FOR IMMEDIATE RELEASE
Elizabeth Skree, Environmental Defense Fund, 202.553.2543, firstname.lastname@example.org
Erin Greeson, National Audubon Society, 503.913.8978, email@example.com
Emily Guidry Schatzel, National Wildlife Federation, 225.253.9781, firstname.lastname@example.org
Conservation Organizations Demand BP Accountability for Gulf Oil Disaster
Deepwater Horizon civil trial resumes, groups reinforce need to restore
(New Orleans, LA—Sept. 27, 2013) On Monday, Sept. 30, phase II of the Deepwater Horizon civil trial will begin to determine how much BP will be required to pay in fines for the biggest oil spill in U.S. history. Today, leading national and local conservation organizations Environmental Defense Fund, National Wildlife Federation, National Audubon Society and the Lake Pontchartrain Basin Foundation released the following statement:
“Nearly three and a half years since the Deepwater Horizon rig explosion killed 11 men and caused the largest environmental disaster in U.S. history, the Gulf still waits for restoration. BP’s misleading advertising campaigns omit truths and facts: Gulf Coast communities, wildlife and ecosystems are still harmed and need to be restored. Tar mats continue to surface, miles of Louisiana shoreline remain oiled and the full effects of the oil spill may not be known for years to come.
“It is time for BP to accept full responsibility for the Gulf oil disaster. The natural resources of the Gulf, which sustain and bolster regional and national economies, need restoration now. We cannot wait any longer for our ruined wetlands and barrier islands to be restored.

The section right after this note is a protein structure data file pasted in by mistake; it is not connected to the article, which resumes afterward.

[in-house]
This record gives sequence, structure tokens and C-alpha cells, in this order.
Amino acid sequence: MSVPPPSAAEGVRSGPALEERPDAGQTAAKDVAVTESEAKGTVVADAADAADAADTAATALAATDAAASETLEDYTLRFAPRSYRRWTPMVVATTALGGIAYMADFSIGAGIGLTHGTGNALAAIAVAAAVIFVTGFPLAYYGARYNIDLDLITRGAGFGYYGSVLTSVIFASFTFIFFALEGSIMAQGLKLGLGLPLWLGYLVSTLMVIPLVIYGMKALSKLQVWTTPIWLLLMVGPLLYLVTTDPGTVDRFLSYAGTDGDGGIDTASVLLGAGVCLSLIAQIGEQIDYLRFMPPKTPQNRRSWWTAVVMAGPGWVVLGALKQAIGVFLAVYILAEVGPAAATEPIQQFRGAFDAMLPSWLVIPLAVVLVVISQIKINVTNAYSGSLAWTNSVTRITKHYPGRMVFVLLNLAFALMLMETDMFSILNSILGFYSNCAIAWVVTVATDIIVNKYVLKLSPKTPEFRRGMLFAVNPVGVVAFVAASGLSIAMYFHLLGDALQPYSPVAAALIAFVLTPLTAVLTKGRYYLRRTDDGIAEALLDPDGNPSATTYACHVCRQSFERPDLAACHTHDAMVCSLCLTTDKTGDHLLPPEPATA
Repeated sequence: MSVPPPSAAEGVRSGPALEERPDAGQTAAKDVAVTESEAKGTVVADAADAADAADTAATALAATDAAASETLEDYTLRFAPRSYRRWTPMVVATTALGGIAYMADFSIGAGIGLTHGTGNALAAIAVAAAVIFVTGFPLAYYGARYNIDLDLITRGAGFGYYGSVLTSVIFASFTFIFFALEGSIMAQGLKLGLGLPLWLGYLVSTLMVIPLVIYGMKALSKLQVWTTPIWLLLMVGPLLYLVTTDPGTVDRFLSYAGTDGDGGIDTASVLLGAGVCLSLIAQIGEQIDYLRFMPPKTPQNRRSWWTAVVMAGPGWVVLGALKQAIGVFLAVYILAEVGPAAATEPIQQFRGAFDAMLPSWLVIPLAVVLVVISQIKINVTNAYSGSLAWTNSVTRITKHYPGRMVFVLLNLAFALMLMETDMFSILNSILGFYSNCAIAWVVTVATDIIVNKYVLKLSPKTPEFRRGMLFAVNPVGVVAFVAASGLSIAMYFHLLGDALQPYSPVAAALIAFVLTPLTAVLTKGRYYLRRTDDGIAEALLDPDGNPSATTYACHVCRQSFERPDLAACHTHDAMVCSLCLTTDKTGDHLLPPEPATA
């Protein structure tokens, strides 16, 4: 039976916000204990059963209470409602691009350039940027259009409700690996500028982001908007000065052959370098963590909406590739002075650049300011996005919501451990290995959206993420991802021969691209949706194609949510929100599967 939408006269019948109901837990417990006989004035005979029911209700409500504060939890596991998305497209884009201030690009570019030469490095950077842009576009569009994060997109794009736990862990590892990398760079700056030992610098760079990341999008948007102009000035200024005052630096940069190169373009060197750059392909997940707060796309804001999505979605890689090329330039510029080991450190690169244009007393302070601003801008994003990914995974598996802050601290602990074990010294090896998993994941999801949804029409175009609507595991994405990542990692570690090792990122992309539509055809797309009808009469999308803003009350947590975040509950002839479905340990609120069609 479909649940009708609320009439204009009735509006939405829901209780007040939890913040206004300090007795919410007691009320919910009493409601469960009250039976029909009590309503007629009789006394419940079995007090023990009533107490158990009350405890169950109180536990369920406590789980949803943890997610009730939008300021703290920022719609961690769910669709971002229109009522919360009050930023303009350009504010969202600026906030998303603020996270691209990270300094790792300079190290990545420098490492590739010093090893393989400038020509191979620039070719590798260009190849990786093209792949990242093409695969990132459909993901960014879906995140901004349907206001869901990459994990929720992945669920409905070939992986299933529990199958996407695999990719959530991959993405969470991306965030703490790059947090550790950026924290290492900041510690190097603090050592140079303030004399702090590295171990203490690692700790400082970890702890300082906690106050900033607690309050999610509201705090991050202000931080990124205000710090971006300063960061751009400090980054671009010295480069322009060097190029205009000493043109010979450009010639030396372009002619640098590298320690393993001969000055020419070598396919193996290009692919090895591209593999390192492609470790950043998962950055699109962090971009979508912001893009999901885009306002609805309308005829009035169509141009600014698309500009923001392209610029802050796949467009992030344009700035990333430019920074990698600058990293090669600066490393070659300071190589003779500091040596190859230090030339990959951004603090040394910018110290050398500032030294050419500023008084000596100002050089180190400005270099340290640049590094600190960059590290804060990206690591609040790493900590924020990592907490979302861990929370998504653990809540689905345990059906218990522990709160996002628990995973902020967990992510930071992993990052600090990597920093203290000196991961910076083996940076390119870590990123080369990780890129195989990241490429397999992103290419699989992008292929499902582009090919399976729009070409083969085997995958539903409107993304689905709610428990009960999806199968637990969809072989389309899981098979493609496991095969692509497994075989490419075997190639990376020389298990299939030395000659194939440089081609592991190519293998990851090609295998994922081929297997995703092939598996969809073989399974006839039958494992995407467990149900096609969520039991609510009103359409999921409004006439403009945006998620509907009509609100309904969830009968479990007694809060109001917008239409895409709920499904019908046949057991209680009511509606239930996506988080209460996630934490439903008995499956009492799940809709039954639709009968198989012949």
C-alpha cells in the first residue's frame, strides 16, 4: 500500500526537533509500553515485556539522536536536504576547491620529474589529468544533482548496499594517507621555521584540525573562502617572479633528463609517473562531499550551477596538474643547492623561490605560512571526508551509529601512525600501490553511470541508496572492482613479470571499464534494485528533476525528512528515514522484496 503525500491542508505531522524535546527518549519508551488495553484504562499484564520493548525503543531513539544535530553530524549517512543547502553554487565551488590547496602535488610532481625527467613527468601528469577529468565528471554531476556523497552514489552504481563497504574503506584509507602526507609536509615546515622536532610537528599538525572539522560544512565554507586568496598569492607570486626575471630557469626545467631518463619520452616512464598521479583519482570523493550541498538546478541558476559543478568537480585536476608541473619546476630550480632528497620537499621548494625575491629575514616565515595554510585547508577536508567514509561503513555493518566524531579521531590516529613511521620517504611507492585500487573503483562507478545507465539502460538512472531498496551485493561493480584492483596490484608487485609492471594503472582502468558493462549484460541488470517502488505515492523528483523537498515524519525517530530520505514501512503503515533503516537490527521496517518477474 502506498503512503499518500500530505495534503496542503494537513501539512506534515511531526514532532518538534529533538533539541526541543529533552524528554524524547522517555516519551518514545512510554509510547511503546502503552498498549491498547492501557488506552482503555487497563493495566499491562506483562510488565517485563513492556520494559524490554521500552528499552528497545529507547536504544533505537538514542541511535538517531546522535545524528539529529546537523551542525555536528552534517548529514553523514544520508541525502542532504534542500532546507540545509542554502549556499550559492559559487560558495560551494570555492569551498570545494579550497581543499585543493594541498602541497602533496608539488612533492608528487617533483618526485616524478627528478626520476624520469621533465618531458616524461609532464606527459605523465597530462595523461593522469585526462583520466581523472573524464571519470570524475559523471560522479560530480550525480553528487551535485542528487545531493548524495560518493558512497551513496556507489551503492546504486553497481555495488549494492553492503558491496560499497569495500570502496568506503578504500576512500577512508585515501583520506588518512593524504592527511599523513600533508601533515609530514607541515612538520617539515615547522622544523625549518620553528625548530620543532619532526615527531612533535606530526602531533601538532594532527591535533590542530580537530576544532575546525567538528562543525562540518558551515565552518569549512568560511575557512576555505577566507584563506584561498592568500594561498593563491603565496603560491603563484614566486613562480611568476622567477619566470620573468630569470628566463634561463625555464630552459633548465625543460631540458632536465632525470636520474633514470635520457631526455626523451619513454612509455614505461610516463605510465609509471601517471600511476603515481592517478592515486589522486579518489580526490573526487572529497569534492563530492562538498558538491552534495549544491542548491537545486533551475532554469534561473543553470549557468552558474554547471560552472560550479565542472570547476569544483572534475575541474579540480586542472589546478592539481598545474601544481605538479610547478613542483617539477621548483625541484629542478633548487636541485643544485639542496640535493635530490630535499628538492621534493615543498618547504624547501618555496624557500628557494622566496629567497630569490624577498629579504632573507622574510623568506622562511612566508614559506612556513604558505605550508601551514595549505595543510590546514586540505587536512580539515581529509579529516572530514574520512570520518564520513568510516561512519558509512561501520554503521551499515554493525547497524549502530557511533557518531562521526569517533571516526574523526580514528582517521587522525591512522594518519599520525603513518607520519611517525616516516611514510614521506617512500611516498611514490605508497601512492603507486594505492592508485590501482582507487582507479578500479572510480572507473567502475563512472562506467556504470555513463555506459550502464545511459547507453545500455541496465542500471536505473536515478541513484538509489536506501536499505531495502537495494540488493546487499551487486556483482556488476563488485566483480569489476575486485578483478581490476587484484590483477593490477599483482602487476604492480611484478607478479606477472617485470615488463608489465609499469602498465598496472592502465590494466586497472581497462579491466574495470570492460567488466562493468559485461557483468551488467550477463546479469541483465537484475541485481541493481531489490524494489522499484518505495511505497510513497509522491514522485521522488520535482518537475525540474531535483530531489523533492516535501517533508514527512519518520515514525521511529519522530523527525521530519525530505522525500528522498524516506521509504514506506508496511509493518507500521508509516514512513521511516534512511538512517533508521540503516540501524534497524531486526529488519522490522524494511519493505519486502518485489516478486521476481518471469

“Restoration cannot begin in earnest until BP is brought to justice. The company has not paid a penny in Clean Water Act civil fines, which it owes for the millions of barrels of oil it spilled into the Gulf. These fines will be the primary funding for Gulf restoration projects under the RESTORE Act.
“A portion of the RESTORE Act funding, overseen by the Gulf Coast Ecosystem Restoration Council, will be spent on large-scale ecosystem restoration projects. The Mississippi River Delta region was among the hardest hit by the oil disaster and is essential to regional and national economies, including navigation, energy and seafood. The delta is invaluable to our communities and our environment; it provides vital habitat for hundreds of species of wildlife and birds along the Mississippi and Central Flyways, world-class fresh- and saltwater fishing opportunities and a home to millions of Americans. The Mississippi River Delta is truly a national treasure and one of the most important areas in North America.
“BP must be held responsible for its actions so that Gulf Coast ecosystems and economies can recover and rebuild. It’s been nearly three and a half years. We have waited long enough.”